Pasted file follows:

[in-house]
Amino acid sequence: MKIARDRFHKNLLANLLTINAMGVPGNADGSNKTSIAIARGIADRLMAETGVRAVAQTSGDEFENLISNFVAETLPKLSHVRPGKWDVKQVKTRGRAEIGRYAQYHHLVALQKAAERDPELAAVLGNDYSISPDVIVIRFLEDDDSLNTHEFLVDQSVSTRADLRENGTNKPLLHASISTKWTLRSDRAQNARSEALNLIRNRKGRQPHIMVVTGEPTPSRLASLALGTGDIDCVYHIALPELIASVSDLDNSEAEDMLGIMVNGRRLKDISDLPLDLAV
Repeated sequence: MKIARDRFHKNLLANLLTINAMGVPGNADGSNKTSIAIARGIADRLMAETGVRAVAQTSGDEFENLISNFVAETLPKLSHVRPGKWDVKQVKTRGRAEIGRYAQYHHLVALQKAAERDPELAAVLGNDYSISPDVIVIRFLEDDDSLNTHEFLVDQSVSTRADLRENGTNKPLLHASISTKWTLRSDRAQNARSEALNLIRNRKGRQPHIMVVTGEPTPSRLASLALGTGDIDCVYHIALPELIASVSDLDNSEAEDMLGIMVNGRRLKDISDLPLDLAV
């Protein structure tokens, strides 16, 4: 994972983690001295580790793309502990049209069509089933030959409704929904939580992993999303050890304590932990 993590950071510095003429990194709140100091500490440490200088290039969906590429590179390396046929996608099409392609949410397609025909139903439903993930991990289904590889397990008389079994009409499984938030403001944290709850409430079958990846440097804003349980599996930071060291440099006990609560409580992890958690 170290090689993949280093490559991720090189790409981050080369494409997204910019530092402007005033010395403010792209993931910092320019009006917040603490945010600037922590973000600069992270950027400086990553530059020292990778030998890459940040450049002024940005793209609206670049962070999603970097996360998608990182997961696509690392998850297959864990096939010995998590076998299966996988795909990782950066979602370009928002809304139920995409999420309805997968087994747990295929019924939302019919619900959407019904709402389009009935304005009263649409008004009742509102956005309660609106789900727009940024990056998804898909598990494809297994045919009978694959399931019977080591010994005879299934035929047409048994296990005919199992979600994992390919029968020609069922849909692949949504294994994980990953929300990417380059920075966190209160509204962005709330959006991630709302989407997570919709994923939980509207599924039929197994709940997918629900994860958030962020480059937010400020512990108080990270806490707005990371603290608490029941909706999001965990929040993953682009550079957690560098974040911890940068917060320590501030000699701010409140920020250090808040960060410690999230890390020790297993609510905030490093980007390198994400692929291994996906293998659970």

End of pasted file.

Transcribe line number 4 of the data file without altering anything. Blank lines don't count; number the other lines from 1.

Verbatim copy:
């Protein structure tokens, strides 16, 4: 994972983690001295580790793309502990049209069509089933030959409704929904939580992993999303050890304590932990 993590950071510095003429990194709140100091500490440490200088290039969906590429590179390396046929996608099409392609949410397609025909139903439903993930991990289904590889397990008389079994009409499984938030403001944290709850409430079958990846440097804003349980599996930071060291440099006990609560409580992890958690 170290090689993949280093490559991720090189790409981050080369494409997204910019530092402007005033010395403010792209993931910092320019009006917040603490945010600037922590973000600069992270950027400086990553530059020292990778030998890459940040450049002024940005793209609206670049962070999603970097996360998608990182997961696509690392998850297959864990096939010995998590076998299966996988795909990782950066979602370009928002809304139920995409999420309805997968087994747990295929019924939302019919619900959407019904709402389009009935304005009263649409008004009742509102956005309660609106789900727009940024990056998804898909598990494809297994045919009978694959399931019977080591010994005879299934035929047409048994296990005919199992979600994992390919029968020609069922849909692949949504294994994980990953929300990417380059920075966190209160509204962005709330959006991630709302989407997570919709994923939980509207599924039929197994709940997918629900994860958030962020480059937010400020512990108080990270806490707005990371603290608490029941909706999001965990929040993953682009550079957690560098974040911890940068917060320590501030000699701010409140920020250090808040960060410690999230890390020790297993609510905030490093980007390198994400692929291994996906293998659970």